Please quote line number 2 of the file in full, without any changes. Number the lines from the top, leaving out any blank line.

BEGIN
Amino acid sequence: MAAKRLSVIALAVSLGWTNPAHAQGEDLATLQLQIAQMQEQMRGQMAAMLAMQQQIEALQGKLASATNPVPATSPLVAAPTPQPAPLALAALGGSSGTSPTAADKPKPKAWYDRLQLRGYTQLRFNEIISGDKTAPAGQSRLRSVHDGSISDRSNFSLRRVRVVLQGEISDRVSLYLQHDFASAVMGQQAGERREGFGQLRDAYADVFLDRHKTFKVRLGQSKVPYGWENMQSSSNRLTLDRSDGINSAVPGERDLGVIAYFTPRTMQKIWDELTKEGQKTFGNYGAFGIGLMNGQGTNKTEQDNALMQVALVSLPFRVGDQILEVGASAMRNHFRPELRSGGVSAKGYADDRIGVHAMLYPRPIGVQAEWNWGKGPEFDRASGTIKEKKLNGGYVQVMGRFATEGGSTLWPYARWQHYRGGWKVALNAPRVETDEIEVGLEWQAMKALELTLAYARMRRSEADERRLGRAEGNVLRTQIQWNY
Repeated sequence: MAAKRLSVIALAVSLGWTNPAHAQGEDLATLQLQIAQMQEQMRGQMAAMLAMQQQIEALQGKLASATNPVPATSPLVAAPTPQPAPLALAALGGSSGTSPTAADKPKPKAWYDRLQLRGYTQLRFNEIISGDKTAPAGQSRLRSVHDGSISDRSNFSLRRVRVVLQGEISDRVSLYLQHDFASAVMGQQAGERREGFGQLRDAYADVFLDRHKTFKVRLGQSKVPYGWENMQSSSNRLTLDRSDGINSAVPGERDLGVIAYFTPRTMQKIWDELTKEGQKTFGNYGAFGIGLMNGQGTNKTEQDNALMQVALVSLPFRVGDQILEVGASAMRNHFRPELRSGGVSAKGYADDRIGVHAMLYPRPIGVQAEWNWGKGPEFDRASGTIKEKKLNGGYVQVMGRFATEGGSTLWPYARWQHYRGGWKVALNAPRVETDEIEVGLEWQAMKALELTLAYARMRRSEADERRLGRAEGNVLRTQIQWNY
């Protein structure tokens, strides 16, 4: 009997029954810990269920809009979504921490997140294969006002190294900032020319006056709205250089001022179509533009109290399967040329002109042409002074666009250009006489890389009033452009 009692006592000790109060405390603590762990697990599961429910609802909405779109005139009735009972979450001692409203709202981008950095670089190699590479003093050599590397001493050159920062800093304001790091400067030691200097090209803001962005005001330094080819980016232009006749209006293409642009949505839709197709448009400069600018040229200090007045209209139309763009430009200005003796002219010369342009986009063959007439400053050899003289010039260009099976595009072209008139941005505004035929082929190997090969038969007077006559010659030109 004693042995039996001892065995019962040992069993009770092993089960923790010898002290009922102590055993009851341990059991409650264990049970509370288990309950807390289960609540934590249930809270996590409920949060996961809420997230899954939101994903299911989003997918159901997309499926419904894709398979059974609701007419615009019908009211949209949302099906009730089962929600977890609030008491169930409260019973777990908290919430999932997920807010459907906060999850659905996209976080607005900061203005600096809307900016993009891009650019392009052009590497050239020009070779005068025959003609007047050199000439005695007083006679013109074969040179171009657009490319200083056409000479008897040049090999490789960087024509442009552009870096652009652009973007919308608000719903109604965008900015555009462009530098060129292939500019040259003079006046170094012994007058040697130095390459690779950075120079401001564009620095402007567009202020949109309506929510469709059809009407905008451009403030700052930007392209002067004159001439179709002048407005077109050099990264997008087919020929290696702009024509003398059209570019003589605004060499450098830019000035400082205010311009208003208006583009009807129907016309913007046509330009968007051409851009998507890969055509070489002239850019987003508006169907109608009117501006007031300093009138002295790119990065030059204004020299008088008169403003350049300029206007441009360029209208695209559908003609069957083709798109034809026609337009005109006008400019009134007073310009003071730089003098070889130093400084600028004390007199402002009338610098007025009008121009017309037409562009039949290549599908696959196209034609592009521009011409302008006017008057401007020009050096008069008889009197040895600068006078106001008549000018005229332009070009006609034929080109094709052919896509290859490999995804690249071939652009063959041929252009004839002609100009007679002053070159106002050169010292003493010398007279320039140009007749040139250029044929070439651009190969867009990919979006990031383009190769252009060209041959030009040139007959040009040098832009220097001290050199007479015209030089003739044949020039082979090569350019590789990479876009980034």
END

Repeated sequence: MAAKRLSVIALAVSLGWTNPAHAQGEDLATLQLQIAQMQEQMRGQMAAMLAMQQQIEALQGKLASATNPVPATSPLVAAPTPQPAPLALAALGGSSGTSPTAADKPKPKAWYDRLQLRGYTQLRFNEIISGDKTAPAGQSRLRSVHDGSISDRSNFSLRRVRVVLQGEISDRVSLYLQHDFASAVMGQQAGERREGFGQLRDAYADVFLDRHKTFKVRLGQSKVPYGWENMQSSSNRLTLDRSDGINSAVPGERDLGVIAYFTPRTMQKIWDELTKEGQKTFGNYGAFGIGLMNGQGTNKTEQDNALMQVALVSLPFRVGDQILEVGASAMRNHFRPELRSGGVSAKGYADDRIGVHAMLYPRPIGVQAEWNWGKGPEFDRASGTIKEKKLNGGYVQVMGRFATEGGSTLWPYARWQHYRGGWKVALNAPRVETDEIEVGLEWQAMKALELTLAYARMRRSEADERRLGRAEGNVLRTQIQWNY